Therapeutic targeting of developmental pathways in pulmonary fibrosis
Prof. Oliver Eickelberg, Faculty of Medicine, Ludwig-Maximilians-University Munich (LMU)
The Comprehensive Pneumology Center, a translational research center dedicated to pulmonary medicine, was founded by three strong partners: The Helmholtz Zentrum München - German Research Center for Environmental Health, the Ludwig-Maximilians-Universität with its University Hospital and the Asklepios Hospital München-Gauting. The Helmholtz Zentrum München is an expert in bridging fundamental experimental research with applied medical research, while the Ludwigs-Maximilians-University is one of the Top-Level-Universities in the German Excellence Initiative. In the framework of the NIM Cluster, the Comprehensive Pneumology Center (CPC) is now seeking PhD students on "Therapeutic targeting of developmental pathways in pulmonary fibrosis".
Idiopathic pulmonary fibrosis (IPF) is the most common and devastating form of diffuse parenchymal lung disease with unclear pathogenesis and limited therapeutic options. Its pathologic phenotype is characterized by alterations of the alveolar epithelium, increased extracellular matrix deposition, and enhanced myofibroblast activation. Our lab is interested in the role of developmental pathways, such as WNT/beta-catenin, which have recently been identifed to be aberrantly re-activated in IPF (1,2,3). Aim of the project is to further elucidate cell-specific signaling of developmental pathways and identify suitable therapeutics targeting WNT/beta-catenin signaling. Using nanoparticle-based approaches, these molecules shall be administered to the lung and analyzed for their therapeutic capacity. The project involves cell culture-based approaches, disease-relevant animals models, as well as analysis of human tissue specimen.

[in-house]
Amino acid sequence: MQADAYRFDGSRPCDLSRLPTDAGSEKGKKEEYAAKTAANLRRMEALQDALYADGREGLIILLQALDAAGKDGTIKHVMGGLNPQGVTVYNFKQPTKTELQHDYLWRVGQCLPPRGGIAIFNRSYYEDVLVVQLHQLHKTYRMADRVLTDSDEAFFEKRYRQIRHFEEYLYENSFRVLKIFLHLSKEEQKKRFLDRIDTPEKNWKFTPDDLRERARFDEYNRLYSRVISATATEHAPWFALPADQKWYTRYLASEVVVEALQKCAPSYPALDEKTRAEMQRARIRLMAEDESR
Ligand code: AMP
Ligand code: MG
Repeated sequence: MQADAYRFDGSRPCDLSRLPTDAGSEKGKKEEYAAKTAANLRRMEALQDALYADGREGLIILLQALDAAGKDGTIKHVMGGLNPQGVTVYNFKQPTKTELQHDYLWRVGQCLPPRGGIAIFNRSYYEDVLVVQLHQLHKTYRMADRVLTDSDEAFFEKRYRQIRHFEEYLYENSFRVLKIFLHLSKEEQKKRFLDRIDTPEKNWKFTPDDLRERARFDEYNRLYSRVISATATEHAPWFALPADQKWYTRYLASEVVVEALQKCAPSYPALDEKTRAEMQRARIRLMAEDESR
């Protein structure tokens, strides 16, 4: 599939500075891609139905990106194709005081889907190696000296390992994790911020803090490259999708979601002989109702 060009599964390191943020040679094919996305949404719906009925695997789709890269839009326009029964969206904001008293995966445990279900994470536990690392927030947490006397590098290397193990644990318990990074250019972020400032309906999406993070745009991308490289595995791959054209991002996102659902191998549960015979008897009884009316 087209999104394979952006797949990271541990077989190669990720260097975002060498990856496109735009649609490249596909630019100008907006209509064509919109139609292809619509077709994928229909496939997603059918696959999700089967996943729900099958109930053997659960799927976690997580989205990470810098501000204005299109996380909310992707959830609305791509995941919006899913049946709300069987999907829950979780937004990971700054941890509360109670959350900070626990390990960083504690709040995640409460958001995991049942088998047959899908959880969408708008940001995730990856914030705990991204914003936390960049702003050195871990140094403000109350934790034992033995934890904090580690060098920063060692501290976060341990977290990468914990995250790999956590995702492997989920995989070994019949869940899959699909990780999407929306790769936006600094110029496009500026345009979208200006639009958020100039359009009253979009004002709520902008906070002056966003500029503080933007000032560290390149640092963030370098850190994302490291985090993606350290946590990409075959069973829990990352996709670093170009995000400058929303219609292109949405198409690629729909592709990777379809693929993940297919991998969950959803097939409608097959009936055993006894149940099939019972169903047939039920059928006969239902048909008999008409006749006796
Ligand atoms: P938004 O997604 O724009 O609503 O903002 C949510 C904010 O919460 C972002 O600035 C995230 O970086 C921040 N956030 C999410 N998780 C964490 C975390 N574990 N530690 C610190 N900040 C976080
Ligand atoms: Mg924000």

(1) Königshoff M, Eickelberg O. WNT signaling in lung disease: a failure or a regeneration signal? Am J Respir Cell Mol Biol 2010
(2) Königshoff M, et al. WNT1-inducible signaling protein-1 mediates pulmonary fibrosis in mice and is upregulated in humans with idiopathic pulmonary fibrosis. J Clin Invest 2009
(3) Kneidinger N, et al. Activation of the WNT/beta-catenin pathway attenuates experimental emphysema. Am J Respir Crit Care Med 2011
- Master or diploma thesis in molecular medicine, biology, biochemistry or related fields
- Advanced knowledge and hands-on experience of molecular and cellular biology techniques
- Commitment to a career in translational medical research
- Self-dependent, flexible, and highly motivated
- Working in an innovative, well-equipped, and scientifically stimulating surrounding
- Involvement in the international CPC Research School "Lung Biology and Disease"
- Close mentorship and training opportunities.
More information about the group:
Prof. Eickelberg's website